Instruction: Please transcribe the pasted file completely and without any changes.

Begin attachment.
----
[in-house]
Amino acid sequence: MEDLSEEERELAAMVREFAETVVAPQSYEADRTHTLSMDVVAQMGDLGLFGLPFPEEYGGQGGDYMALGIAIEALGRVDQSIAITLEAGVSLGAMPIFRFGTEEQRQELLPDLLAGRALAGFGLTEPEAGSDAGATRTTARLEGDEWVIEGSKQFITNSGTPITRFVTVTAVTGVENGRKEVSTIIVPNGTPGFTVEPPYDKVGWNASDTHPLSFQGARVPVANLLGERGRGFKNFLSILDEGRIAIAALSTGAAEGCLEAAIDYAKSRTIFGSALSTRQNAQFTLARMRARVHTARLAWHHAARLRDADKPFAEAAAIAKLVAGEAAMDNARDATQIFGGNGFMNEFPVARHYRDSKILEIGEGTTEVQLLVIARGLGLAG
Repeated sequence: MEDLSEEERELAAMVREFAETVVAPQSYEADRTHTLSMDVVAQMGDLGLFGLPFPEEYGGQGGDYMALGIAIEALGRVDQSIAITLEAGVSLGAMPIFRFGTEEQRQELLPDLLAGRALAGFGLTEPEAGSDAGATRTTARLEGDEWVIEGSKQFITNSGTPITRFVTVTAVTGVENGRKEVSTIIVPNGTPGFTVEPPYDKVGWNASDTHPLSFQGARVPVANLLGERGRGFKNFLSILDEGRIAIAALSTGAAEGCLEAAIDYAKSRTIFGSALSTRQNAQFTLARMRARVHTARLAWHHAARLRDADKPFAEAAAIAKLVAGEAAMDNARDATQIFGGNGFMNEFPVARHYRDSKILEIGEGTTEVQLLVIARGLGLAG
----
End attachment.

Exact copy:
[in-house]
Amino acid sequence: MEDLSEEERELAAMVREFAETVVAPQSYEADRTHTLSMDVVAQMGDLGLFGLPFPEEYGGQGGDYMALGIAIEALGRVDQSIAITLEAGVSLGAMPIFRFGTEEQRQELLPDLLAGRALAGFGLTEPEAGSDAGATRTTARLEGDEWVIEGSKQFITNSGTPITRFVTVTAVTGVENGRKEVSTIIVPNGTPGFTVEPPYDKVGWNASDTHPLSFQGARVPVANLLGERGRGFKNFLSILDEGRIAIAALSTGAAEGCLEAAIDYAKSRTIFGSALSTRQNAQFTLARMRARVHTARLAWHHAARLRDADKPFAEAAAIAKLVAGEAAMDNARDATQIFGGNGFMNEFPVARHYRDSKILEIGEGTTEVQLLVIARGLGLAG
Repeated sequence: MEDLSEEERELAAMVREFAETVVAPQSYEADRTHTLSMDVVAQMGDLGLFGLPFPEEYGGQGGDYMALGIAIEALGRVDQSIAITLEAGVSLGAMPIFRFGTEEQRQELLPDLLAGRALAGFGLTEPEAGSDAGATRTTARLEGDEWVIEGSKQFITNSGTPITRFVTVTAVTGVENGRKEVSTIIVPNGTPGFTVEPPYDKVGWNASDTHPLSFQGARVPVANLLGERGRGFKNFLSILDEGRIAIAALSTGAAEGCLEAAIDYAKSRTIFGSALSTRQNAQFTLARMRARVHTARLAWHHAARLRDADKPFAEAAAIAKLVAGEAAMDNARDATQIFGGNGFMNEFPVARHYRDSKILEIGEGTTEVQLLVIARGLGLAG